Microsoft isn't too happy right now with Google. We've seen the two companies go back and forth for a while now over Bing and Google Search, but this time, more information has come to light about an issue regarding a YouTube app for the Windows Phone platform. Microsoft believes it is being "dogged" by an issue that should have been resolved already.
"We continue to be dogged by an issue we had hoped would be resolved by now: Google continues to prevent Microsoft from offering consumers a fully featured YouTube app for the Windows Phone," Microsoft stated in an official blog post. Microsoft brought up this issue nearly two years ago with the European Commission and U.S. Federal Trade Commission but has yet to have this issue resolved. The problem is simple. Microsoft wants Windows Phone users to have a full-fledged YouTube app, which requires certain permissions that Google refuses to provide. However, Google has allowed iOS and Android to have these permissions and have the ability to have a full-fledged app. So for the time being, Microsoft has resorted to having a simple YouTube app on Windows Phone, which simply directs the user to the mobile YouTube site.
"Unfortunately, Google has refused to allow Microsoft’s new Windows Phones to access this YouTube metadata in the same way that Android phones and iPhones do. As a result, Microsoft's YouTube 'app' on Windows Phones is basically just a browser displaying YouTube's mobile Web site, without the rich functionality offered on competing phones. Microsoft is ready to release a high quality YouTube app for Windows Phone. We just need permission to access YouTube in the way that other phones already do, permission Google has refused to provide," Microsoft stated.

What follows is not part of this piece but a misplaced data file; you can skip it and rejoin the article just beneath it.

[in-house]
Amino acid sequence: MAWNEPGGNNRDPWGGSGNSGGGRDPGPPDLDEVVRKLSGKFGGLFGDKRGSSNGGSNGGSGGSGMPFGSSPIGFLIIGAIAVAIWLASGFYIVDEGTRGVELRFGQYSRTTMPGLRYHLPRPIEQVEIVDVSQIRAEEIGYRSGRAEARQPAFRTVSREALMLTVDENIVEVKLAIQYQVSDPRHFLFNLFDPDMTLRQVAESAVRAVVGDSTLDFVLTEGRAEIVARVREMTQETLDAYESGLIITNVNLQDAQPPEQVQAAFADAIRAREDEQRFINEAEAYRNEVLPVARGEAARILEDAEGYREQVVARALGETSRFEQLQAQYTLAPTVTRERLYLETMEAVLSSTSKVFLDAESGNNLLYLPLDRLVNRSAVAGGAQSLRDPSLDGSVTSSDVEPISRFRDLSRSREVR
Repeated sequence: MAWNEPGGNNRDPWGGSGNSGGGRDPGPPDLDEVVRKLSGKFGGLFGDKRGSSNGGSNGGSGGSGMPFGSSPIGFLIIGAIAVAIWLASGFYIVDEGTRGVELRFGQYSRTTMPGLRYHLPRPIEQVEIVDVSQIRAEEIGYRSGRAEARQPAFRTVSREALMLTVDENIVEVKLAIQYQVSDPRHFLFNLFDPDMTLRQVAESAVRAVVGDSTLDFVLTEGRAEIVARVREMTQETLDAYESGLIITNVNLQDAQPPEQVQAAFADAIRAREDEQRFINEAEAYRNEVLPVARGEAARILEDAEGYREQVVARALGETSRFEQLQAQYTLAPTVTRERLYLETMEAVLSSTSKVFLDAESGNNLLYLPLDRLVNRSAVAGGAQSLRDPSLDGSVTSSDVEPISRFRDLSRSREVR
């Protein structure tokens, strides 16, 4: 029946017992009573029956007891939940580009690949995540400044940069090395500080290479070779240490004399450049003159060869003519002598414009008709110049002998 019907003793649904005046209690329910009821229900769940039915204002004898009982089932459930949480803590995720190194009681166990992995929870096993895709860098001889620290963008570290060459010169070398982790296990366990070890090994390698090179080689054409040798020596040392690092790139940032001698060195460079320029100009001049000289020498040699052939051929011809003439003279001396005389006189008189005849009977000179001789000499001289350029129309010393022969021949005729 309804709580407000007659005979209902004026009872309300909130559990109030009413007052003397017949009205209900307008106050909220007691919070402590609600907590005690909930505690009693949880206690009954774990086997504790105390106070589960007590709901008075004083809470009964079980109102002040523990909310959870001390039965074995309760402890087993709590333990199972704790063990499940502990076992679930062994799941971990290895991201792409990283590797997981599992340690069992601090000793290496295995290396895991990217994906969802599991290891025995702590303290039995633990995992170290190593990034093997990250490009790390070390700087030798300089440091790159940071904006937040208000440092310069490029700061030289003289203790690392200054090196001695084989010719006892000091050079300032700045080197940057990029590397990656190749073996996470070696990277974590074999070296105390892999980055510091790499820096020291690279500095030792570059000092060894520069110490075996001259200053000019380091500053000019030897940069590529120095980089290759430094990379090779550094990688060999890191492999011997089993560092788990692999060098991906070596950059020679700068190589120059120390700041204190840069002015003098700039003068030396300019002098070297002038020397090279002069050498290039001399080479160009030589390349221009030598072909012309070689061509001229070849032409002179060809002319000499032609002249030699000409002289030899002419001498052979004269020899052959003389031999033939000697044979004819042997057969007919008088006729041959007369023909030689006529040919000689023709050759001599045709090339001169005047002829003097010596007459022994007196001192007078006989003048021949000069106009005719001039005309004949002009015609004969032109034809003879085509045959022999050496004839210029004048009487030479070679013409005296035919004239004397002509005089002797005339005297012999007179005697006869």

Microsoft continues to add that Google users are being "Scroogled" across the web on a daily basis. In fact, Microsoft wants this issue resolved this year otherwise Google will be saying hello to antitrust enforcers. "Hopefully, Google will wake up to a New Year with a resolution to change its ways and start to conform with the antitrust laws. If not, then 2013 hopefully will be the year when antitrust enforcers display the resolve that Google continues to lack," Microsoft added. Let's see what Google has to say about this.